Shell Argentina denies pollution charges
BUENOS AIRES (Reuters) - Shell defended its environmental record in Argentina on Thursday and warned of possible domestic energy shortages after the Argentine government shut the company's only refinery in South America on charges of pollution.
The closure marked an escalation of tensions between Royal Dutch Shell and the center-left government of President Nestor Kirchner. The two sides have repeatedly clashed over energy pricing and supplies.
"None of our soil samples indicated that our contamination levels are above acceptable levels for industrial areas," Shell Argentina President Juan Jose Aranguren told reporters.
He said the company will call on the government to reconsider its decision to close the refinery on the outskirts of Buenos Aires, where Shell refines nearly 100,000 barrels of crude oil a day, mostly destined for the domestic market.
The closure opened a new chapter of confrontation between Shell and Kirchner, who two years ago exhorted Argentines to avoid buying "not even a can of oil" from the company after it raised prices.
A tacit agreement between oil companies and the government reached during Argentina's 2001-02 crisis has kept gasoline and diesel prices below international values. Worried about inflation, the government has resisted energy company calls for price increases.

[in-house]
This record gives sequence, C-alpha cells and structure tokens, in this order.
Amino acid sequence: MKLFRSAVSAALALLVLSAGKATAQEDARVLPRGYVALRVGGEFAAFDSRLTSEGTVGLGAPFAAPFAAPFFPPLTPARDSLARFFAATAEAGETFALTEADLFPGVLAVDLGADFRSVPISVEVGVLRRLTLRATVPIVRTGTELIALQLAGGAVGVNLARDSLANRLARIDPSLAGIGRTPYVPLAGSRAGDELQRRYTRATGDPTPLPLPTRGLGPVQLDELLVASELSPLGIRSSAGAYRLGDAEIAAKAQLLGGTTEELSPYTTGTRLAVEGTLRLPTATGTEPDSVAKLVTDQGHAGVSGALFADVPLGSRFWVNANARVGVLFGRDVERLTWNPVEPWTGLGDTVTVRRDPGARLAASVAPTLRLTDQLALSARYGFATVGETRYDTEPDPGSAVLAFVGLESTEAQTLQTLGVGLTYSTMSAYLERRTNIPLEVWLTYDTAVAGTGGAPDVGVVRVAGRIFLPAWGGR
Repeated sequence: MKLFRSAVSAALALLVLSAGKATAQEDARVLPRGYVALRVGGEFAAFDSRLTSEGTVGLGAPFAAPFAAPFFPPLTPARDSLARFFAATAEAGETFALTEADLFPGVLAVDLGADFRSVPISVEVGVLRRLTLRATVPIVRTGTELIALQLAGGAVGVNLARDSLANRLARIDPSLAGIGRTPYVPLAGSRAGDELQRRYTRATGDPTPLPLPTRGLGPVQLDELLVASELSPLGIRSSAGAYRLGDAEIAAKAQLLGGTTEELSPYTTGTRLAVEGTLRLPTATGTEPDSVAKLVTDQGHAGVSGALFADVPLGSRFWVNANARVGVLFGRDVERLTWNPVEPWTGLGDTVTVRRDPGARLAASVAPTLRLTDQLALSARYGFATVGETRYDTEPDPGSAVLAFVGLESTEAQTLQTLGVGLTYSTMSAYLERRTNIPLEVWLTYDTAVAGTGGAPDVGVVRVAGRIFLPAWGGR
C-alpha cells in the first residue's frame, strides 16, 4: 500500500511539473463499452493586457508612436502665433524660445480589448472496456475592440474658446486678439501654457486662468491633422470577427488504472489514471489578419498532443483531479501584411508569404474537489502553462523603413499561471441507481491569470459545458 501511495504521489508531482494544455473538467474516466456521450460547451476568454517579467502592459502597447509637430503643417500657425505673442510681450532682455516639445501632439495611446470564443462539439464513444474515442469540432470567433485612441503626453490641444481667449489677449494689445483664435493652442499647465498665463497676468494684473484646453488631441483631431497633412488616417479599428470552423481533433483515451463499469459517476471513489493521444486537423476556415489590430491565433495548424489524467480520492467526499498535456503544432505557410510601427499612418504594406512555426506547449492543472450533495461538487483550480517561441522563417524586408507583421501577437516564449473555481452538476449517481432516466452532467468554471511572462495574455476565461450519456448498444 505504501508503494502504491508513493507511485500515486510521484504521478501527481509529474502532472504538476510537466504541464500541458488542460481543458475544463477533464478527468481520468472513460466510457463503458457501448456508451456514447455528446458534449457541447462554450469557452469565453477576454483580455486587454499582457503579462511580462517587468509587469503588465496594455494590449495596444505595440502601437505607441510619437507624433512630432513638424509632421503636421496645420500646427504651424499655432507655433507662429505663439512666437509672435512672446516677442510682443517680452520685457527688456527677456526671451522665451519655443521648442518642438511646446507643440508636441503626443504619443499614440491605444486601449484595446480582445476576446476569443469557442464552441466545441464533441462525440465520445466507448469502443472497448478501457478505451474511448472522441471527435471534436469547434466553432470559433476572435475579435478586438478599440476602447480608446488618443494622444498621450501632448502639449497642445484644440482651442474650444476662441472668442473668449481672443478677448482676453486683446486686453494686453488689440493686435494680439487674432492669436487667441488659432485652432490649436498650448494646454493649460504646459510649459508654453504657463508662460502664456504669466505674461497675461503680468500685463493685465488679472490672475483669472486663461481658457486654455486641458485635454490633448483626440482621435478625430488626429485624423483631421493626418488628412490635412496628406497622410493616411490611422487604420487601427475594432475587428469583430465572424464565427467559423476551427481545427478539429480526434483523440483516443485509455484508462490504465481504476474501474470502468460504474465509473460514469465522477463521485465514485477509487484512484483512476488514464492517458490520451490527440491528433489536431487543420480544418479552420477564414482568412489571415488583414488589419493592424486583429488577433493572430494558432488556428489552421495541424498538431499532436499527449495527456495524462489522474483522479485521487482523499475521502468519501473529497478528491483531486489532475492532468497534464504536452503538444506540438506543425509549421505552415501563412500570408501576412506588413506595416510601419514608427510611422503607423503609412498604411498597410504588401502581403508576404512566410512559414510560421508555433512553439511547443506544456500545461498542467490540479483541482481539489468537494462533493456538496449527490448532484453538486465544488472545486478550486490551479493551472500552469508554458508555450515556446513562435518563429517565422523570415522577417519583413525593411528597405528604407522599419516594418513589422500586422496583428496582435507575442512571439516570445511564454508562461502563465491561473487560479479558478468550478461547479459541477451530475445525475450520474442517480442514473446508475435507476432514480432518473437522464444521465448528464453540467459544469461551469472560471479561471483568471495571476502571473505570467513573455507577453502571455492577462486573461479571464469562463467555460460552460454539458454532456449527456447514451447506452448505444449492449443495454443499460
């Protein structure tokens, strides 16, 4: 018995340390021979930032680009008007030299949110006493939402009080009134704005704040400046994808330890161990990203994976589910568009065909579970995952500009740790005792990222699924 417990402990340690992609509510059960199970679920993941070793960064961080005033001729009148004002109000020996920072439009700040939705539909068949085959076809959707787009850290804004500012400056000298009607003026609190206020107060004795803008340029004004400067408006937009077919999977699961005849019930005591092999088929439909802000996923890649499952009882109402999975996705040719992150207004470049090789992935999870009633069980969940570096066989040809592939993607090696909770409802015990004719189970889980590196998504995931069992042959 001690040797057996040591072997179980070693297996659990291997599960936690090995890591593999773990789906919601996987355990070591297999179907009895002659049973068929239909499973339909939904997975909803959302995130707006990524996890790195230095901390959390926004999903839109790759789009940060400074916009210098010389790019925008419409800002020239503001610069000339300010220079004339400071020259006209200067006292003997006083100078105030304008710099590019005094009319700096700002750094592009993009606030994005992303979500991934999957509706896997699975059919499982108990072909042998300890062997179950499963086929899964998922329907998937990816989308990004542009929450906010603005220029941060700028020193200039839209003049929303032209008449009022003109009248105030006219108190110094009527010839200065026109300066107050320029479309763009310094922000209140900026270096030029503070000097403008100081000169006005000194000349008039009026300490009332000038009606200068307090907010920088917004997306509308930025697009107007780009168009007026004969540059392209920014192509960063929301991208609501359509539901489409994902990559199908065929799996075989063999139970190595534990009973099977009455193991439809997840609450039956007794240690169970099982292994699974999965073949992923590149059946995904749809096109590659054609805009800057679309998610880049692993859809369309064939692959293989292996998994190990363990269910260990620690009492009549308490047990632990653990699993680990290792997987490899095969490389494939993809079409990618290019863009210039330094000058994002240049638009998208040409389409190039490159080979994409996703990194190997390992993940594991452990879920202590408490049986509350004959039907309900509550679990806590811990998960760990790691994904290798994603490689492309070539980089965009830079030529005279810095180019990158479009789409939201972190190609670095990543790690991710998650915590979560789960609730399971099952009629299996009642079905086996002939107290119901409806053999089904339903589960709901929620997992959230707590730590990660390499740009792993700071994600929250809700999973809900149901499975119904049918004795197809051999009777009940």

In a move that angered Shell officials, the government hit the company with some $1.6 million in fines against its local executives recently, claiming the company failed to keep up supplies in the domestic market.
Shell's refinery facility represents 15 percent of refining capacity in the country and provides nearly 20 percent of domestic gasoline supplies.
The company has not been able to export any products since June because the government has denied its exportation requests, Aranguren said.
Kirchner has sought to keep inflation in check as the economy has grown more than 8 percent a year since 2002 by striking price accords with business leaders.
Aranguren said the company's own monitoring of water and soil samples showed its pollution within legal limits.
Because of the closure, he said the firm was advising service stations in the country it cannot supply gasoline or diesel, citing "force majeure."
Shell officials were planning to meet with government officials on Thursday and Friday and are seeking an agreement to relax the closure, he said.
Aranguren said it was too early to calculate the financial cost of having the refinery shut but insisted the company planned to continue operating in the country.
In April, Royal Dutch Shell ceded control Sakhalin-2 -- the world's largest liquefied natural gas project -- after Russia's environment watchdog charged it with ecological violations, including deforestation and pipeline leaks.
Aranguren has publicly claimed Shell Argentina is being targeted by government officials.
Last year, the government moved to prevent Shell from selling a premium diesel fuel above market prices.
Days after the company unveiled the new fuel, the government published a retroactive decree forcing energy companies to obtain permission before launching new products, which effectively forced the company to halt sales.
(Additional reporting by Hilary Burke and Cesar Illiano)